College News

Race and income influence decreased high school graduation, dwindling college enrollment

Racial and economic disparities factor into the decreased college enrollment and high school graduation rates. What efforts have the UW System done thus far to combat this?

Image By: Christopher Guess

With the rising number of high school graduates decreasing over the past few years and college enrollment falling, race and income proved to be the two most significant factors. What has the UW System done since then to alleviate the losses?

The number of graduates will continue to decline in the next 20 years; meanwhile the percentage of low-income students and students of color will increase.

Data shows there was a decrease in enrollment of white Americans from 138,299 in 2016 to 136,043 in 2017. In contrast, from 2016-’17, Hispanic students experienced an increase in enrollment from 9,158 to 9,766.

African Americans in Dane County were 6.2 times as likely as non-Hispanic white Americans to live in poverty. The likelihood was 2.6 times nationwide.

“About 1 in 3 white high school grads go to college somewhere in the UW system; this number drops to 1 in 10 for Black high school grads,” said Nicholas Hillman, assistant professor in the School of Education in the UW-Madison.

These inequalities are further reflected in college graduation rates. In 2011, the graduation rate for African-American students was 31.9 percent, under half the rate for white students at 64.5 percent, according to the UW System database.

“There is a strong correlation between income and non-equitable academic opportunities, not ability,” said Noel Tomas Radomski, the director of the Wisconsin Center for the Advancement of Postsecondary Education.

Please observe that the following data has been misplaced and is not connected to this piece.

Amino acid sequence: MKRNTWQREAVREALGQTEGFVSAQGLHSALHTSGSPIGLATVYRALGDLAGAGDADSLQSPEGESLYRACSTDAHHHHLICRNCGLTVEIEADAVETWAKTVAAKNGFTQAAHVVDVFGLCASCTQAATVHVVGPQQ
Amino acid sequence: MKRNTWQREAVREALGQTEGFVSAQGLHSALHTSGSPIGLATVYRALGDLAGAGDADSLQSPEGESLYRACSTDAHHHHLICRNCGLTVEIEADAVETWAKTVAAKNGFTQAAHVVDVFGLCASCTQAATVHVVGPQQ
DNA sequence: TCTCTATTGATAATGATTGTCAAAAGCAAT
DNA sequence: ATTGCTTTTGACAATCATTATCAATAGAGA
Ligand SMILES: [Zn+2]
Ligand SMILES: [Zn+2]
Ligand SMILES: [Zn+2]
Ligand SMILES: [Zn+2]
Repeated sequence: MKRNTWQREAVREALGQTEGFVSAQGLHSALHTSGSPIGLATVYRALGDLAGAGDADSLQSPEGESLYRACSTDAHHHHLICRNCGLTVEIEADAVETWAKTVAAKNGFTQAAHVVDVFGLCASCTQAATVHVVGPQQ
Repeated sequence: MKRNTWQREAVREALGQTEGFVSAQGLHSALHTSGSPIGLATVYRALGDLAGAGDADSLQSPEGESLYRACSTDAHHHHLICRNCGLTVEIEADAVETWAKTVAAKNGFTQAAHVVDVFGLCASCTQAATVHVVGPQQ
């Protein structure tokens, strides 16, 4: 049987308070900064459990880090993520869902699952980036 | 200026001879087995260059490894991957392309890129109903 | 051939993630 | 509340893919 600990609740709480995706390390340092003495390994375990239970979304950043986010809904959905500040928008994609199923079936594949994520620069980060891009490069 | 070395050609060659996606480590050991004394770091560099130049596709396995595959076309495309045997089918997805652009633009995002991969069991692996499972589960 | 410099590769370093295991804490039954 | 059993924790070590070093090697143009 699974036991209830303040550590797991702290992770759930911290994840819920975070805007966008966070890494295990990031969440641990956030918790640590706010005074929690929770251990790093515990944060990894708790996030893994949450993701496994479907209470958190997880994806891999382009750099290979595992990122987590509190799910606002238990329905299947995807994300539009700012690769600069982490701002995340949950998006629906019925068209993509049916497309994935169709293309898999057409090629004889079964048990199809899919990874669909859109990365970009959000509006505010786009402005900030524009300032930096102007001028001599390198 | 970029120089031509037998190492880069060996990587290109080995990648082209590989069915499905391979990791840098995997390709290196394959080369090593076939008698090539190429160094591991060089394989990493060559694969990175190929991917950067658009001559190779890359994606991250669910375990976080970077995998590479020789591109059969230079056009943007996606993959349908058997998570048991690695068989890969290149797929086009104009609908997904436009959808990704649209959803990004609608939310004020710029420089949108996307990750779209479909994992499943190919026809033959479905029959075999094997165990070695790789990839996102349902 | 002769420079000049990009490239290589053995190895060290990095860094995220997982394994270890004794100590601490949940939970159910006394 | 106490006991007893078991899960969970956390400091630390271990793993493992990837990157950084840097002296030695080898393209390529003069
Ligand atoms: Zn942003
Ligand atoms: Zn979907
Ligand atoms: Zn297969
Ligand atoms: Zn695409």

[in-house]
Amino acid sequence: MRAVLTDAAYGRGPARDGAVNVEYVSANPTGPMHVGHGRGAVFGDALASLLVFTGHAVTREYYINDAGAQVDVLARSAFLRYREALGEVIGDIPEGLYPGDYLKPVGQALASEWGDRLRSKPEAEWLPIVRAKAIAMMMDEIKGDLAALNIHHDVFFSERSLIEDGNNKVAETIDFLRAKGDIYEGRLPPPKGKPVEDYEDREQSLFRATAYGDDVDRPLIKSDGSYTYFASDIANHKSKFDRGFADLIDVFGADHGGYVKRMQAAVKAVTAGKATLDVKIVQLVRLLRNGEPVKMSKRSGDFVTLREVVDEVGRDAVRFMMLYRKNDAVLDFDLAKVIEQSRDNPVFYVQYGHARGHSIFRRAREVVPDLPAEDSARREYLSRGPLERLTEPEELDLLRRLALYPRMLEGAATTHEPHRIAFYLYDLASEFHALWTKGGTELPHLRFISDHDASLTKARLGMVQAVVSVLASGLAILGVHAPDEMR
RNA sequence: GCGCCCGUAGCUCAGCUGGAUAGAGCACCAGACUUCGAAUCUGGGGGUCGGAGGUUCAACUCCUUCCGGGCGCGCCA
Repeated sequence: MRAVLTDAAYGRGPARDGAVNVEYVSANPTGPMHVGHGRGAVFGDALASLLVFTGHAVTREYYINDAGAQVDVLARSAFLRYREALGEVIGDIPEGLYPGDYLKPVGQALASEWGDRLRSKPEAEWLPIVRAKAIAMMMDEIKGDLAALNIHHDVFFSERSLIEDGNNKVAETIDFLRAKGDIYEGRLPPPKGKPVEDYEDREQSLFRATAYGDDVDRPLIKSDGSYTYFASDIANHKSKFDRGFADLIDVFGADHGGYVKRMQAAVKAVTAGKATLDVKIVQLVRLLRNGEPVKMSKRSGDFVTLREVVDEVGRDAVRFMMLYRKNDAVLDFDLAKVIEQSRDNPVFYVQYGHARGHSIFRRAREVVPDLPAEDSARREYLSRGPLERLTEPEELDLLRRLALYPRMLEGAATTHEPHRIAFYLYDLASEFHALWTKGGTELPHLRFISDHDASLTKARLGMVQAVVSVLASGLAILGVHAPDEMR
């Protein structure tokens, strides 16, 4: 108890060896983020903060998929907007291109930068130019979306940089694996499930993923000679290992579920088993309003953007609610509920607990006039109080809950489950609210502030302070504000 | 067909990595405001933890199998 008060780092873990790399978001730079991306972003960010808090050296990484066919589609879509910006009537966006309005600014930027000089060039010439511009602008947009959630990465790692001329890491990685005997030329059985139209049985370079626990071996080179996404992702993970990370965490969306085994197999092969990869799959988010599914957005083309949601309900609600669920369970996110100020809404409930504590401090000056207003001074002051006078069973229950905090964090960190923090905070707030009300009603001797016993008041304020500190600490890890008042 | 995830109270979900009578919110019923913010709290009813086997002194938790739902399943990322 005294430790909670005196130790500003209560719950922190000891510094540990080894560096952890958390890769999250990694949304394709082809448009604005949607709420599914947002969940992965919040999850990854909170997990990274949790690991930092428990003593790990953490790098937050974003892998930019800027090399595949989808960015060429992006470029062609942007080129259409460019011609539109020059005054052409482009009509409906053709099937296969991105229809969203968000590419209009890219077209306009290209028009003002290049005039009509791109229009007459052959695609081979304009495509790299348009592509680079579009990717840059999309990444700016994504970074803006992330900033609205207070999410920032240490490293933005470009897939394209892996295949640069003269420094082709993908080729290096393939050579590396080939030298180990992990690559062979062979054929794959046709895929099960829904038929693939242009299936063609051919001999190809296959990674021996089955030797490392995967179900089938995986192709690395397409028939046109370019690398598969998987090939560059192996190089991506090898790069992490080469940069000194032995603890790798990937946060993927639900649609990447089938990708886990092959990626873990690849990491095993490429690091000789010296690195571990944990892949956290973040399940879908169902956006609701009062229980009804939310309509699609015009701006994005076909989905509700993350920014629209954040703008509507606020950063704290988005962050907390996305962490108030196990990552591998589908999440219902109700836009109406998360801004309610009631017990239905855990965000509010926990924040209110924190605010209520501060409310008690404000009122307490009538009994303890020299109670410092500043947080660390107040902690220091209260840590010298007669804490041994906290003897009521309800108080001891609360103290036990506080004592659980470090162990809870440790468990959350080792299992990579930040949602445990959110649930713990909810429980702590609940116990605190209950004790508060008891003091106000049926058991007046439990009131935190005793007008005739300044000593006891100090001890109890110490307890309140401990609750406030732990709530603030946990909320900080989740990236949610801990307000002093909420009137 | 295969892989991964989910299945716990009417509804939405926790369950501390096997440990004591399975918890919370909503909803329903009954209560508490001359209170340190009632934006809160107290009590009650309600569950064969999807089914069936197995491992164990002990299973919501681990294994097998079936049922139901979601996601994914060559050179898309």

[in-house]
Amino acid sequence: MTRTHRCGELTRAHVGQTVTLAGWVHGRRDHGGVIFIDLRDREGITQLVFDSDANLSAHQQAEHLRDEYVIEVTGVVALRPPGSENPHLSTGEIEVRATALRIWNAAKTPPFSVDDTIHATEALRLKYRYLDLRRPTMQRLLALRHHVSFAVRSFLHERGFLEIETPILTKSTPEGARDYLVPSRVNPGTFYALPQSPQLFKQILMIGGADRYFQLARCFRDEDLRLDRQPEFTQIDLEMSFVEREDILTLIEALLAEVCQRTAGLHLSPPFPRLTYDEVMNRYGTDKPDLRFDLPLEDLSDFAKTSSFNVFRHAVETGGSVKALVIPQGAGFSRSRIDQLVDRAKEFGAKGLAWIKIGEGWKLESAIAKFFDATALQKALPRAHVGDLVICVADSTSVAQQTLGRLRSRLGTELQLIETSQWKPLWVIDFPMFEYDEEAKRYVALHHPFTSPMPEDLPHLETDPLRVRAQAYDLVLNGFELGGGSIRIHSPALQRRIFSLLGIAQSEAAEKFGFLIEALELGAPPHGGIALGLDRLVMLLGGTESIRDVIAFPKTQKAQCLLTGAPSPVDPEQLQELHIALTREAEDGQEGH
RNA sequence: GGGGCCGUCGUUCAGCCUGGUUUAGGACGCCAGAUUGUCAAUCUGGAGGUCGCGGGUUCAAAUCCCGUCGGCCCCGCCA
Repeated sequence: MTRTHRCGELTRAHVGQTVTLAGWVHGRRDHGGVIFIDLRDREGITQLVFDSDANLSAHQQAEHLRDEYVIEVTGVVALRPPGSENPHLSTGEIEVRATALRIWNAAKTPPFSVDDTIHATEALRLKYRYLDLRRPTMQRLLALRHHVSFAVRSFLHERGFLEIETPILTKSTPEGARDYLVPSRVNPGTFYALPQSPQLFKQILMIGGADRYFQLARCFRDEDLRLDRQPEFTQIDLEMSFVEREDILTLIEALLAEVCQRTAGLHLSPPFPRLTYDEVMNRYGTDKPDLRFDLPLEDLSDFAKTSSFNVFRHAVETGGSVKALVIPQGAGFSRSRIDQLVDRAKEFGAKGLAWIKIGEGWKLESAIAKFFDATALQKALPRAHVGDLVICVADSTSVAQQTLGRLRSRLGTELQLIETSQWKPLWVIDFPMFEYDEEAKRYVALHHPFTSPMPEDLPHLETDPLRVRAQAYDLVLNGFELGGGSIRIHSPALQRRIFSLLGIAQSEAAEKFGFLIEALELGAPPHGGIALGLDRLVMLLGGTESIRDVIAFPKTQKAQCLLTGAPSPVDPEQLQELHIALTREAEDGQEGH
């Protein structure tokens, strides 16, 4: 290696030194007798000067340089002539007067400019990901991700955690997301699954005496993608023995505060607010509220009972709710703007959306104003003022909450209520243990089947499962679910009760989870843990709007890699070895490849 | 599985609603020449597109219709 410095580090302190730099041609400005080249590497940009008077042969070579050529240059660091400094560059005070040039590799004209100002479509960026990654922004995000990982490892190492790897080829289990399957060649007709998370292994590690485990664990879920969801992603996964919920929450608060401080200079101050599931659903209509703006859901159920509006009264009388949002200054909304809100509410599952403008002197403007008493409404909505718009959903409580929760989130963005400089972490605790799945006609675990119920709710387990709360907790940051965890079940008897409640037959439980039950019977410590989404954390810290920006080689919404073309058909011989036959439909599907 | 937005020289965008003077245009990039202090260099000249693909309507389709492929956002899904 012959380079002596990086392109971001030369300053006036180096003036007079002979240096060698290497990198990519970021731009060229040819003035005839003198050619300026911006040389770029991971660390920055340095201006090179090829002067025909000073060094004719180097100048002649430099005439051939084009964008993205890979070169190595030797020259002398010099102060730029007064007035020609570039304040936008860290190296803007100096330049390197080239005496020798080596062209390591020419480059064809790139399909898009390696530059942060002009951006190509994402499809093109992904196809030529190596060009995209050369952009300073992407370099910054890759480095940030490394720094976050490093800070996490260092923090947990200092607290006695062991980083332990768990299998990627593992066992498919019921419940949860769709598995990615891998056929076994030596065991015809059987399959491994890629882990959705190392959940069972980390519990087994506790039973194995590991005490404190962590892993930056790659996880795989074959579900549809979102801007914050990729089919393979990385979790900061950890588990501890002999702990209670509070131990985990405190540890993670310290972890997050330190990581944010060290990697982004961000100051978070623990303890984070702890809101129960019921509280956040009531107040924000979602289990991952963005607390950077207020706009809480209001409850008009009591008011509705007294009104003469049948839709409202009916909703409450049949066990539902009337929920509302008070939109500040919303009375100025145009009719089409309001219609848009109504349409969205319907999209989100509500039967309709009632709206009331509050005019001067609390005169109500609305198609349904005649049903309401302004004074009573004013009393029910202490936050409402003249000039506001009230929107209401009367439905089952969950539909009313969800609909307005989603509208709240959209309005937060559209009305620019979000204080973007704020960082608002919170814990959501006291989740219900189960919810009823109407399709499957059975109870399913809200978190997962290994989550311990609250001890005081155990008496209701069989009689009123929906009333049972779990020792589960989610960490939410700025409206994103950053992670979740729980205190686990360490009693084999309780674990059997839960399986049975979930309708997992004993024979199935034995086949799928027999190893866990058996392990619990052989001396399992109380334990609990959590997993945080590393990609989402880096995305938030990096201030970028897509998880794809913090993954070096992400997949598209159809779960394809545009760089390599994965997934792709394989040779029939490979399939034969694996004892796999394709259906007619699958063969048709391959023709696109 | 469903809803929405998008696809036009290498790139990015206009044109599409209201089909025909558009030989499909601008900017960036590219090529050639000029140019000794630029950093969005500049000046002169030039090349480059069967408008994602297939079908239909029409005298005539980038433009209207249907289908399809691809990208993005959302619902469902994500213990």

In 2017, President Ray Cross created the UW System Diversity Council aiming to encourage national diversity within the communities the UW System serves. Every UW campus developed a variety of leading pre-college and first-year programs to help students of color transition successfully to colleges.

Besides the programs that originated from UW campuses, Radomski noted many school districts have partnered with community-based organizations that aimed to decrease the achievement gap. The UW System also grants financial aid to students, especially students of color.

“The UW System and all of its institutions are actively engaged in trying to expand the number of students of color and other underrepresented groups to enroll,” said Heather Laroi, the director of Strategic Communications for the UW System.

According to the 2016-’17 Financial Aid report of the UW System, 75 percent of all UW underrepresented minority students received some form of financial aid. In comparison, 55 percent of white students received financial aid.

In June, the UW System proposed for an increase in state grants. They are demanding $3.25 million more in 2018-’19 for the grant program, Wisconsin’s largest financial aid program for college students.

Though much effort was made to support students of color to overcome difficulties in receiving higher education, there is still a systemic oppression within education systems.

“Since race is a socially constructed phenomenon, we need to think about the social factors driving these inequalities: racism, wealth inequality, segregation, unequal K-12 school resources, unequal access to affordable public health,” said Hillman.

Updated: October 29, 2018, 10:54 a.m: A quote in regards to the number of high school graduates varying between black and white students from Nicholas Hillman was incorrect and changed to the original statement he wrote in an email.

Comments powered by Disqus

Please note All comments are eligible for publication in The Daily Cardinal.